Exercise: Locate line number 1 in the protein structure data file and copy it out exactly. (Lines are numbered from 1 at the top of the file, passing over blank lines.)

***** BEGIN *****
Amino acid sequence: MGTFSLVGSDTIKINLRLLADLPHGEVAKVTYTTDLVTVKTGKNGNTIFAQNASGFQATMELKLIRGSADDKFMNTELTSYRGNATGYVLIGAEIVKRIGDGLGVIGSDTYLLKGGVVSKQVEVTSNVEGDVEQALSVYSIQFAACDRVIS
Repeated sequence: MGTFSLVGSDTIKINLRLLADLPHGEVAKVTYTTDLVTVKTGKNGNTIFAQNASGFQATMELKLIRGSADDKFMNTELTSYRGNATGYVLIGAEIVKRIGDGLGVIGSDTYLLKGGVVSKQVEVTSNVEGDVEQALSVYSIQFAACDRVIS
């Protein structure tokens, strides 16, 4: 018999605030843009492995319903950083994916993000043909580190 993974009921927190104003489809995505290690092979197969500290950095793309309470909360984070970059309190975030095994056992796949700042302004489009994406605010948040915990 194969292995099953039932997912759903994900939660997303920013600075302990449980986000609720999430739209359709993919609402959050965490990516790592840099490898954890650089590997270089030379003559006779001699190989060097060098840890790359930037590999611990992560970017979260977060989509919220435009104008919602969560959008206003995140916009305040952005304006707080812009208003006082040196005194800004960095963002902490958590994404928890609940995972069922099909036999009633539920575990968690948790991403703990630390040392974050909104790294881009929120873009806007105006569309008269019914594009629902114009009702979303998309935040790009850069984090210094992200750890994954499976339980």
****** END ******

Amino acid sequence: MGTFSLVGSDTIKINLRLLADLPHGEVAKVTYTTDLVTVKTGKNGNTIFAQNASGFQATMELKLIRGSADDKFMNTELTSYRGNATGYVLIGAEIVKRIGDGLGVIGSDTYLLKGGVVSKQVEVTSNVEGDVEQALSVYSIQFAACDRVIS